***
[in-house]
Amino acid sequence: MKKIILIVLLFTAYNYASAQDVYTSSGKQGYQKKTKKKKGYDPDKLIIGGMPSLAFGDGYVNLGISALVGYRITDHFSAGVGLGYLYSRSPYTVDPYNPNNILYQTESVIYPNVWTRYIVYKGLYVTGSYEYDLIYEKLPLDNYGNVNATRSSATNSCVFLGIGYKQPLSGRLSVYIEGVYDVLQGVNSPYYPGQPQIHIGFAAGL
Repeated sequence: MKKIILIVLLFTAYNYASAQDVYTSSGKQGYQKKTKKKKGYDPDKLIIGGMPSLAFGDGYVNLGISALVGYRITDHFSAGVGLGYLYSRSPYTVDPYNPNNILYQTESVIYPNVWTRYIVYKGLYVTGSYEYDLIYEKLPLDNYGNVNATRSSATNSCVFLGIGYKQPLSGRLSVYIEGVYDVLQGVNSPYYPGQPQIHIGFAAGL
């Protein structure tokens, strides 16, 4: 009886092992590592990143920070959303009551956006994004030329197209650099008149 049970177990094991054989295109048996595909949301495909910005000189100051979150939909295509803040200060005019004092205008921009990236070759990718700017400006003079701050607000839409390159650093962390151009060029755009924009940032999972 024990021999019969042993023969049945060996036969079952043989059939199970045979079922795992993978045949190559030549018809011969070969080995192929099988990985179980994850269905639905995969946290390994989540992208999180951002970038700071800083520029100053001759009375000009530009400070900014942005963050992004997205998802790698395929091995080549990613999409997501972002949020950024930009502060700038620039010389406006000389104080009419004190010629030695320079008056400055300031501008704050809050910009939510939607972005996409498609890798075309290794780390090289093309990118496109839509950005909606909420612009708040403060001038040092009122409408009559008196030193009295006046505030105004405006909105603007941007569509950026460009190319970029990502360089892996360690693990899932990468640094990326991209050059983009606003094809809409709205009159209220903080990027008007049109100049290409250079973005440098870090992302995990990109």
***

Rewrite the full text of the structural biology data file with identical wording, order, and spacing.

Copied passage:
[in-house]
Amino acid sequence: MKKIILIVLLFTAYNYASAQDVYTSSGKQGYQKKTKKKKGYDPDKLIIGGMPSLAFGDGYVNLGISALVGYRITDHFSAGVGLGYLYSRSPYTVDPYNPNNILYQTESVIYPNVWTRYIVYKGLYVTGSYEYDLIYEKLPLDNYGNVNATRSSATNSCVFLGIGYKQPLSGRLSVYIEGVYDVLQGVNSPYYPGQPQIHIGFAAGL
Repeated sequence: MKKIILIVLLFTAYNYASAQDVYTSSGKQGYQKKTKKKKGYDPDKLIIGGMPSLAFGDGYVNLGISALVGYRITDHFSAGVGLGYLYSRSPYTVDPYNPNNILYQTESVIYPNVWTRYIVYKGLYVTGSYEYDLIYEKLPLDNYGNVNATRSSATNSCVFLGIGYKQPLSGRLSVYIEGVYDVLQGVNSPYYPGQPQIHIGFAAGL
């Protein structure tokens, strides 16, 4: 009886092992590592990143920070959303009551956006994004030329197209650099008149 049970177990094991054989295109048996595909949301495909910005000189100051979150939909295509803040200060005019004092205008921009990236070759990718700017400006003079701050607000839409390159650093962390151009060029755009924009940032999972 024990021999019969042993023969049945060996036969079952043989059939199970045979079922795992993978045949190559030549018809011969070969080995192929099988990985179980994850269905639905995969946290390994989540992208999180951002970038700071800083520029100053001759009375000009530009400070900014942005963050992004997205998802790698395929091995080549990613999409997501972002949020950024930009502060700038620039010389406006000389104080009419004190010629030695320079008056400055300031501008704050809050910009939510939607972005996409498609890798075309290794780390090289093309990118496109839509950005909606909420612009708040403060001038040092009122409408009559008196030193009295006046505030105004405006909105603007941007569509950026460009190319970029990502360089892996360690693990899932990468640094990326991209050059983009606003094809809409709205009159209220903080990027008007049109100049290409250079973005440098870090992302995990990109």